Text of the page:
How to Implement Inheritance In Kotlin?

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In Kotlin, inheritance can be implemented by using the : symbol followed by the name of the superclass after the class declaration. The derived class, also known as the subclass, inherits the properties and functions from the superclass.


For example, consider the following code:

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open class Animal {
    open fun makesSound() {
        println("The animal makes a sound.")
    }
}

class Dog : Animal() {
    override fun makesSound() {
        println("The dog barks.")
    }
}


In this example, we have defined a superclass called Animal with a function makesSound(). The Dog class is created by inheriting from the Animal class using the : symbol. It overrides the makesSound() function to provide a different implementation.


To create an instance and call the overridden function:

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fun main() {
    val animal = Animal()
    animal.makesSound() // Output: The animal makes a sound.

    val dog = Dog()
    dog.makesSound() // Output: The dog barks.
}


In the main() function, we create an instance of the Animal class and call its makesSound() function. Then, we create an instance of the Dog class and call the same function. The output reflects the overridden behavior defined in the Dog class.


This demonstrates the basic implementation of inheritance in Kotlin, where a subclass can inherit and override properties and functions from its superclass.

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How does inheritance work in Kotlin?

In Kotlin, inheritance works similarly to other object-oriented languages like Java.


To establish inheritance, you can use the open modifier to declare a class as open for being inherited. Then, to create a subclass, you can use the : symbol followed by the name of the superclass.


For example, consider a class called Animal:

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open class Animal {
    open fun sound() {
        println("The animal makes a sound.")
    }
}


To inherit from this class, you can create a subclass called Dog:

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class Dog : Animal() {
    override fun sound() {
        println("The dog barks loudly.")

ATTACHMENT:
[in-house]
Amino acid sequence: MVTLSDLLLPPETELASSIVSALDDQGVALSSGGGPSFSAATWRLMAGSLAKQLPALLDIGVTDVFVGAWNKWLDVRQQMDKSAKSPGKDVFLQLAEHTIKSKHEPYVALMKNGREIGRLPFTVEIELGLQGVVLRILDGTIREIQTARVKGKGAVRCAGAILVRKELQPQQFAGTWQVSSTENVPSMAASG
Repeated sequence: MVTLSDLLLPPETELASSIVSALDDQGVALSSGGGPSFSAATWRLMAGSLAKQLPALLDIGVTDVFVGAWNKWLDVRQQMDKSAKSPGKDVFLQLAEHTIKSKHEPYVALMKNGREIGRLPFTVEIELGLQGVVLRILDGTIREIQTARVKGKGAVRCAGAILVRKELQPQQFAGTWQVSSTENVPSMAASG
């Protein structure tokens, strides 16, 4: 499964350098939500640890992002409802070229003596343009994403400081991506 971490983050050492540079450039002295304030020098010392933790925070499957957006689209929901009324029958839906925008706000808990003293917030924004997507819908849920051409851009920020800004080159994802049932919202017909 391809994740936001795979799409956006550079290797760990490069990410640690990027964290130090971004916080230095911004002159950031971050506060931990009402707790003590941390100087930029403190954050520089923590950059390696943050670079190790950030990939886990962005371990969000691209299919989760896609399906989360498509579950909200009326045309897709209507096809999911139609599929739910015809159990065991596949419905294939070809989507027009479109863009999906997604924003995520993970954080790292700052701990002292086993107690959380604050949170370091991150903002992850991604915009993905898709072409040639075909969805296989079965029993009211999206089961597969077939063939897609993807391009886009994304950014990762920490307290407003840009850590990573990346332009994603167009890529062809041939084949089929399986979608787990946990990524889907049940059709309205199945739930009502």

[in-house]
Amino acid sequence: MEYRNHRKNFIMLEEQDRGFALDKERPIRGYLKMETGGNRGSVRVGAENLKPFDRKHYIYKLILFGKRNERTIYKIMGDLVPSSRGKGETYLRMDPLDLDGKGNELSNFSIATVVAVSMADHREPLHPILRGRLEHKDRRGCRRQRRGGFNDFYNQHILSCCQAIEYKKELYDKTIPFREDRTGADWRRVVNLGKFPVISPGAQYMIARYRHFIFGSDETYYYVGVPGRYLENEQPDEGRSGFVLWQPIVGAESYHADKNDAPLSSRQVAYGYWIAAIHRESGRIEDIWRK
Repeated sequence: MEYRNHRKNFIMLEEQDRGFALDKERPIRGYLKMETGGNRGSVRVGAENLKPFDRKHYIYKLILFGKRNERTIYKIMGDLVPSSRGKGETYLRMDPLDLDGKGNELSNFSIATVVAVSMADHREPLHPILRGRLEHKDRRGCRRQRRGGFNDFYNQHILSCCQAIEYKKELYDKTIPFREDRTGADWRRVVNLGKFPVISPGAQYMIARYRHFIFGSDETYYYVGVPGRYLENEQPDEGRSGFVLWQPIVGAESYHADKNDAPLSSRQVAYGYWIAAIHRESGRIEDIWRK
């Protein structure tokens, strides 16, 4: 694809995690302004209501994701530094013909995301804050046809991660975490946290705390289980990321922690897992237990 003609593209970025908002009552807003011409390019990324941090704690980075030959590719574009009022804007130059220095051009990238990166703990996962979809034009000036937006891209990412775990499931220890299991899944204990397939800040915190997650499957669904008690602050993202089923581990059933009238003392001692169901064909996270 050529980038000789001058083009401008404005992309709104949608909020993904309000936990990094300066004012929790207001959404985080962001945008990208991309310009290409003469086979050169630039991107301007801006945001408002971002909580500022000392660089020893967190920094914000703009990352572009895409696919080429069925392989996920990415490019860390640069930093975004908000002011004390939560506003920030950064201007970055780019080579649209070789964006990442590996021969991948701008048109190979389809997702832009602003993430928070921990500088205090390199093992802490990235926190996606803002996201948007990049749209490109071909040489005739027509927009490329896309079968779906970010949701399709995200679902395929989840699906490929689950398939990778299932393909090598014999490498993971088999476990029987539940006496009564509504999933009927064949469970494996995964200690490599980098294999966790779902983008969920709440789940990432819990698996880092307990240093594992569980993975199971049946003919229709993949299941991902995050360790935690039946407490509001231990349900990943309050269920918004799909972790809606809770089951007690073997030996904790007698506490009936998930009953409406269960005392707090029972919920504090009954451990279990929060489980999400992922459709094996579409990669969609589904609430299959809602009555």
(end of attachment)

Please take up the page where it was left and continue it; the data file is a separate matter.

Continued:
}
}


Here, the Dog class inherits the Animal class using the : symbol. Both classes have a sound() function, with the override keyword indicating that the function in the subclass is overriding the function in the superclass.


You can also override properties, constructors, and other members in a similar manner.


To create an instance of the Dog class and call its sound() function, you can use:

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fun main() {
    val dog = Dog()
    dog.sound()
}


This would output: The dog barks loudly.


How to mark a method as final in Kotlin?

In Kotlin, to mark a method as final, you can use the final modifier. Here's an example:

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open class BaseClass {
    open fun myMethod() {
        println("BaseClass myMethod()")
    }
}

class DerivedClass : BaseClass() {
    final override fun myMethod() {
        println("DerivedClass myMethod()")
    }
}


In the example above, the myMethod() in the BaseClass is marked as open, which means it can be overridden by subclasses. In the DerivedClass, the myMethod() is marked with final to prevent further overrides, and it is also explicitly marked as override to indicate that it is overriding the base class method.


Note that the final modifier can only be used on methods in classes that are not marked as open. If a class is open, all its methods are open by default.


What is an abstract class in Kotlin?

In Kotlin, an abstract class is a class that cannot be instantiated directly and is meant to be inherited by other classes. It serves as a blueprint for subclasses to provide specific implementations for its abstract properties, methods, or functions.


An abstract class can include both abstract and non-abstract properties, methods, or functions. Abstract properties and methods are declared without an implementation and must be overridden by the subclasses. Non-abstract properties, methods, or functions can have an implementation and can be directly used or overridden by the subclasses.


To declare an abstract class in Kotlin, the "abstract" keyword is used in the class declaration. For example:


abstract class Animal { abstract fun eat() fun sleep() { println("Animal is sleeping") } }


In the above example, the "Animal" class is an abstract class with an abstract method named "eat()". The "sleep()" method is a non-abstract method with a default implementation. Any class that inherits from the "Animal" class will have to provide its own implementation for the "eat()" method.


What is hierarchical inheritance in Kotlin?

Hierarchical inheritance is a type of inheritance in Kotlin where a child class inherits properties and methods from a single parent class. However, the child class can also act as a parent class for another child class, thereby creating a hierarchical structure of inheritance.


In this type of inheritance, each child class has its own set of properties and methods, in addition to the ones inherited from the parent class. Each child class can further extend the functionality by adding new properties and methods or overriding the ones inherited from the parent class.


Hierarchical inheritance allows for the reuse of code and promotes code organization by grouping related classes together. It also provides flexibility for creating complex class hierarchies in Kotlin applications.

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